The latest in the Rizzoli and Isles series (Die Again, 2014, etc.) mixes martyrdom, murder, and mystery.
Indie filmmaker Cassandra Coyle’s body is found with what medical examiner Maura Isles calls “bilateral globe enucleation” and what Boston homicide detective Jane Rizzoli calls “someone cut out her eyeballs.” The corpse reminds Isles and her priest friend of Lucy, patron saint of the blind. More strange murders follow, apparently mimicking the terrible deaths of other saints. Timothy McDougal, for example, dies with three arrows in his chest, like Sebastian, patron saint of archers. Meanwhile, Rizzoli and Isles learn that Coyle and her associates had been making Mr. Simian, a horror flick featuring similar killings. Coyle and the other victims, all young adults, were among the accusers 20 years earlier of a man named Martin Stanek in the Apple Tree Daycare child molestation scandal, and they have all died since his release from prison. So Stanek looks good for the murders, but as a Coyle colleague says: “Horror 101…the killer’s always the person you least suspect.” Young Lizzie DiPalma disappeared from the school back then, and her presumed murder remains a mystery. Another former student, Bill Sullivan, now is missing and perhaps dead, and Rizzoli puzzles over the cause of death in two more apparent homicides. Into this gruesome mix are added the personal lives of Rizzoli and Isles—Isles visits her dying biological mother, Almalthea Lank, a convicted serial killer serving multiple life sentences. Luckily, Isles was adopted away from her “family of monsters” and raised well, proving that “one’s true family is defined not by DNA but by love.” Gerritsen’s fans won’t be surprised at the grisly crimes or the graphic autopsies—not for nothing is Dr. Maura Isles nicknamed “Boston’s Queen of the Dead.”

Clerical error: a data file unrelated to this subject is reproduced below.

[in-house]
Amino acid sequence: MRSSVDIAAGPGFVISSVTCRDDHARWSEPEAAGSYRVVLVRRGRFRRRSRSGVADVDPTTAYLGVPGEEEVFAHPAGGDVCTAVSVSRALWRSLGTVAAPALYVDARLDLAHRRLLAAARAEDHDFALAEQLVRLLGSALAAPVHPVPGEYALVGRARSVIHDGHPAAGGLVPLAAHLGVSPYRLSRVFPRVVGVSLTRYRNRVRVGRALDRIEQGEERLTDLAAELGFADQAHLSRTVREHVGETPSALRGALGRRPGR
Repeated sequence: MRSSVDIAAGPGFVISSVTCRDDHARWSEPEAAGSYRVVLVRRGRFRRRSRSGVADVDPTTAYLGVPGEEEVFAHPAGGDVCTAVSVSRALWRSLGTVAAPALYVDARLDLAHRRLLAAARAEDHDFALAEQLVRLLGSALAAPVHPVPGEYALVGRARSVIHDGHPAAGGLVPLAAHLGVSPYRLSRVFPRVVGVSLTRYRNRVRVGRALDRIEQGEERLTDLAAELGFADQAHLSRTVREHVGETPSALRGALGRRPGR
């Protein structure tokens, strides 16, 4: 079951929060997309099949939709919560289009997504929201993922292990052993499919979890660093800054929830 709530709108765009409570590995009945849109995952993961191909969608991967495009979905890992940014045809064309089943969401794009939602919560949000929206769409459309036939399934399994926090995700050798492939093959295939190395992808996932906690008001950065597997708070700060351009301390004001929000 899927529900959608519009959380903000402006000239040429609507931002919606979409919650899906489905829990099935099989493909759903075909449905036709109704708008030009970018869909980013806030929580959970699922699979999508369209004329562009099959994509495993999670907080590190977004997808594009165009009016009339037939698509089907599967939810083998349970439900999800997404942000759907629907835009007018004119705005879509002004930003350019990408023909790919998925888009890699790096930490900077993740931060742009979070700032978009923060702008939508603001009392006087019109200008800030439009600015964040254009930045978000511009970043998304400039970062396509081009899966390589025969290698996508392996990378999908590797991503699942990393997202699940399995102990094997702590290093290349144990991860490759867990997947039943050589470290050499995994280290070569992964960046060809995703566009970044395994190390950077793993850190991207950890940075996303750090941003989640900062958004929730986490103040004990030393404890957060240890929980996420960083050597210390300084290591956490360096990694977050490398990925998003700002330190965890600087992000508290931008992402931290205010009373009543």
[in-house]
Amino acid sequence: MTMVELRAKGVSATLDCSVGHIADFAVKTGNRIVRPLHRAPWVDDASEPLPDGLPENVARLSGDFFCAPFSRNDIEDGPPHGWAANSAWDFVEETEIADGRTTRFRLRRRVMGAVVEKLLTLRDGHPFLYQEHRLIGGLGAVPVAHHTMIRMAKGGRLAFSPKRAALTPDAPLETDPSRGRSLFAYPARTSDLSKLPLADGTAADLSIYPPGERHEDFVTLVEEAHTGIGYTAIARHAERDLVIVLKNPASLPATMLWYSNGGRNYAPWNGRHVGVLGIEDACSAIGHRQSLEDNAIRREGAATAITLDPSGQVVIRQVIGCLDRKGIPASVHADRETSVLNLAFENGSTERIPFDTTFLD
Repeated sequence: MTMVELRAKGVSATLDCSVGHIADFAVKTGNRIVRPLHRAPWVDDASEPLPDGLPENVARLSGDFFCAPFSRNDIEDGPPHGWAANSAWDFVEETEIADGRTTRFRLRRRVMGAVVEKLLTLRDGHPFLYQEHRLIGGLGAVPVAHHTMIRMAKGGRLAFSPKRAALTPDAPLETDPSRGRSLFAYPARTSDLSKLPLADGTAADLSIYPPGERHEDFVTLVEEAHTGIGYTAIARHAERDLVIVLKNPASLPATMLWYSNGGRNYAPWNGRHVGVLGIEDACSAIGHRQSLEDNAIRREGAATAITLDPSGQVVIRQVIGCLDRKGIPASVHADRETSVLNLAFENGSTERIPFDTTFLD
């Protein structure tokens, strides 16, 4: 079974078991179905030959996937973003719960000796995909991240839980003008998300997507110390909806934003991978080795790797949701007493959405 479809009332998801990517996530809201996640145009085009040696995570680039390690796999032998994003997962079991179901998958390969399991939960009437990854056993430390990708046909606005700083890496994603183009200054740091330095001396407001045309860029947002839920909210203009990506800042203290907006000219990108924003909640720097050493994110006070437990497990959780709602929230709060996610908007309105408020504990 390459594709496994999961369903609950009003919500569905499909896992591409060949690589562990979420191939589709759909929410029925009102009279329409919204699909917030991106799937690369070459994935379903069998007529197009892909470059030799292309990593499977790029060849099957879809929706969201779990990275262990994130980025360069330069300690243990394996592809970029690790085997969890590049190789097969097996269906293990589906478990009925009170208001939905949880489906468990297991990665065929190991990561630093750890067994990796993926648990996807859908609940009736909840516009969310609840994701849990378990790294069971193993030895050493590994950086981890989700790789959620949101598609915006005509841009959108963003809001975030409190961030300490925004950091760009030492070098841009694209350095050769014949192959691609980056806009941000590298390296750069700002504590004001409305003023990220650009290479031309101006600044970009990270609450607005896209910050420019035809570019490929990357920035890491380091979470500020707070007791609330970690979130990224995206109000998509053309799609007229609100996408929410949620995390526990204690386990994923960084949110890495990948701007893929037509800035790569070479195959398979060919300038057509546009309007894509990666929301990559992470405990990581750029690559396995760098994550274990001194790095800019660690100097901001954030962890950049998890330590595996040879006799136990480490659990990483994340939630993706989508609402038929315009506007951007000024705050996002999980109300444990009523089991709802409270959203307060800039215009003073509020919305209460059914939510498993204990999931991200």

One character's statement that “sometimes up really is down” applies to this complex and enjoyable story. It’s a worthy addition to the series.